From Where I Write
It can get sticky, this situation of writing about a country that isn’t yours. Regardless of intention, or even the bottom line of affection and appreciation, sometimes it can come across as me sitting up pretty and privileged, in a bountiful country, poking holes in the way it does things. I get it. I bristle similarly when I read comments from foreigners in a similar situation to mine, about the way Germany does things, and I am a foreigner. ‘Suck it up,’ I think silently, ‘you chose to come here.’ ‘Well does your home country do things better?’, I chastise. ‘If things here are so bad, why are you staying?’ Of course, such a response lacks the logic of the simple fact that inhabitants of a country who work, support the social system, actively partake of cultural systems and traditions, and learn the language, are completely entitled to have a problem with the way their country of residence does things. But it’s a knee-jerk reaction, this one of ‘if you don’t like it, why are you here?’ and one we all have.
It would be foolish, then, to imagine I am exempt from provoking a similar reaction in others. In among celebrating my life here, I do complain about the weather, I make good-natured fun of cultural quirks, I express bewilderment over processes and ways of thinking that conflict with those I developed living on the other side of the world. For the most part my German readers have a laugh, or gently point out where I am misreading or misunderstanding. Every now and again someone wades in and tells me I am flat out wrong – and that’s fine too, everyone is entitled to their own opinion. That is precisely why I published each and every comment I get, whether it’s good or bad.
I got a comment recently – and I have had another one along this vein, on the same post – and while I don’t necessarily agree with all of it, I can see how and why the reader responded the way he/she did. The comment itself was, yes, quite caustic, and came from a place of obvious frustration – you can find it at the bottom of this post, if you’d like to read it – and at mentions of the perceived substandard way my own country does things, I bristled in the same manner I imagine my commenter did when reading my post. (And, obviously, I don’t agree with much of what was levelled at Australia in the comment, but that’s another story for another day.) I ended up writing an email to the commenter, because I felt I needed to. And as I wrote, I realised my response outlined the precise place from where I write.
For that reason, I have chosen to share the email I wrote in response. Not to call out this commenter, nor to invite people to pile on with agreement or disagreement – but more to further explain my position both as a foreigner, and as one compelled to observe and comment.
Dear – ,
Thank you for your recent comment on my blog – thank you for reading me, and thank you for taking the time to share your opinions on what I write. I appreciate it.
I will write this in English, because I can better express myself in that language.
I never intend for my observations to come across as arrogant, although I appreciate inference is something different to implication. What I imbue my writing with, is not necessarily what readers will take away with them. So, while most of my observations are lighthearted and if not, then grounded firmly in a very rational understanding I possess, that a) nowhere is perfect b) I chose to live here c) there is generally reason behind how things operate here – I understand how it may not read so.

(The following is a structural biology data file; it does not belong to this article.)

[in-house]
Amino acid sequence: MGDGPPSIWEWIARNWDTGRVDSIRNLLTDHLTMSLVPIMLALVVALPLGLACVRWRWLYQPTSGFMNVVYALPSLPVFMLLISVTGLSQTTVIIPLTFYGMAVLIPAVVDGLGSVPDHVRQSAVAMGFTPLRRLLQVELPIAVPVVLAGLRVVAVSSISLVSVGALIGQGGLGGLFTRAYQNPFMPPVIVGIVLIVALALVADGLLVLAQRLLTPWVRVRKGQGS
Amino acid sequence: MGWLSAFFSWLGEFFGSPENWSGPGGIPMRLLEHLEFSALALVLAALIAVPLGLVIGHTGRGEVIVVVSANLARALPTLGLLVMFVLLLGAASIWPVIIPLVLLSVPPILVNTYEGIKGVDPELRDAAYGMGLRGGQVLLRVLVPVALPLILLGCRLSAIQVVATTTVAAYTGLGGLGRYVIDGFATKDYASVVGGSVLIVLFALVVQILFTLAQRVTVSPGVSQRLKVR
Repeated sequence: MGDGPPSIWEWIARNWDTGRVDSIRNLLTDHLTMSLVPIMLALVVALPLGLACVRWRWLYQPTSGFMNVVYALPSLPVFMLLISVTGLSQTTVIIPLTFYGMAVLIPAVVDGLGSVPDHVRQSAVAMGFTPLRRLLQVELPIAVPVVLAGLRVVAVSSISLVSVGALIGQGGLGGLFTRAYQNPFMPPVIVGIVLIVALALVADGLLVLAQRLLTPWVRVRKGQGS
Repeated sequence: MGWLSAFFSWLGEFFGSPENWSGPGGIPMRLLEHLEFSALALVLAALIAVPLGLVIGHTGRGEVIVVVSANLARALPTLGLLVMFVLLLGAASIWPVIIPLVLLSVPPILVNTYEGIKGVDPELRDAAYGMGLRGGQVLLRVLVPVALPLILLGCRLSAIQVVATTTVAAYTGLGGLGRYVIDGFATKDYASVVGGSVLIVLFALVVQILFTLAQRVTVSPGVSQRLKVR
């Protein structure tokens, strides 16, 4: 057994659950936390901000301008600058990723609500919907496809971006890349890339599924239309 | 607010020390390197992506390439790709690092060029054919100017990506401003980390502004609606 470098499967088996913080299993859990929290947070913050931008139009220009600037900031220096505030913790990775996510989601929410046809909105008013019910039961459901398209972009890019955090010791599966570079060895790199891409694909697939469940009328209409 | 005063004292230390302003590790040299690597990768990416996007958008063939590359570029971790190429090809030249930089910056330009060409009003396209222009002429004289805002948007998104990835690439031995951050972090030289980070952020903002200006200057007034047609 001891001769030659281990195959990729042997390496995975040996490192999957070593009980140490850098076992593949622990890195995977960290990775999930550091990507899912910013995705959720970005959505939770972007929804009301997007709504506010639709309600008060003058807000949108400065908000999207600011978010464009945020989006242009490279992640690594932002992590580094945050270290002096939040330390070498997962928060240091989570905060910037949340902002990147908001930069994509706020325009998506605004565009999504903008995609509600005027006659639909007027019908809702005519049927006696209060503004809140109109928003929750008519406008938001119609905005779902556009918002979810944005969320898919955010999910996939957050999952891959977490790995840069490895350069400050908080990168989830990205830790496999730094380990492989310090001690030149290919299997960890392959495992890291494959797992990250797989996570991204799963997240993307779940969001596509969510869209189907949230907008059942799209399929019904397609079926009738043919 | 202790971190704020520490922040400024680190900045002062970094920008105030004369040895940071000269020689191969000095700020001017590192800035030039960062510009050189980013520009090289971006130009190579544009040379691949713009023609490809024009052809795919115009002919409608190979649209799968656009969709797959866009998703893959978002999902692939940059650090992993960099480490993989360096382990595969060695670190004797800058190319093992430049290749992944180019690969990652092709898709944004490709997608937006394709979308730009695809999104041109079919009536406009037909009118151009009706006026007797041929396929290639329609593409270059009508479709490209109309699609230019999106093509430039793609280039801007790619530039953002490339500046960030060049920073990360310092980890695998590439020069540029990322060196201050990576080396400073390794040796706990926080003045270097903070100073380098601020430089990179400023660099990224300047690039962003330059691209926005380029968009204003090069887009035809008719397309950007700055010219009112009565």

That being said, I like to think I balance my frustrations with my adopted homeland, with my love for it. The fact that I live here, by choice, and receive the many privileges of residing here, does not mean I must agree with how absolutely everything here is done. Just as you residing in Australia and receiving the many privileges of life there, does not mean you must agree with how absolutely everything there is done (and you clearly don’t).
Moreover, I do not believe my country to be perfect. In many, many ways, we aren’t. I see our shortcomings in most areas of life, and I am not proud of them. In fact, there are many aspects of our culture, of which I am deeply ashamed. Our education system needs an overhaul, we have long treated our Indigenous people appallingly, we need better environmental policies in place.
Along this vein, I have written, on several occasions, about how, when I compare my homeland with my adopted homeland, in many key ways, Germany comes out on top. But, again, that does not mean I have to agree with everything that Germany does. There are, and always will be, aspects of life here, that frustrate me, or are in opposition to the way I grew up. Quite like how there are aspects of life in Australia that evidently, and vehemently, frustrate and upset you. Both of us are entitled to feel that way. Neither of us must, because of that, consider leaving the countries we live in. And at this point we must also consider the fact that, no matter where we live, where we come from is so often the deep well from where we draw our understanding of what is normal.
However, none of this influences the fact you find my writing arrogant. Regarding that, I can only offer the above explanation as the place of reason from which I write. Do the Germans piss me off sometimes? Of course they do. Does that mean I shouldn’t say anything about it, on a platform I have created to expressly share the ins and outs of my life as a foreigner in Germany? No, it doesn’t. Do I try and keep my tone in check, my tongue in cheek, and my blessings counted? Yes. If that doesn’t come across, well that is simply my failure as a writer.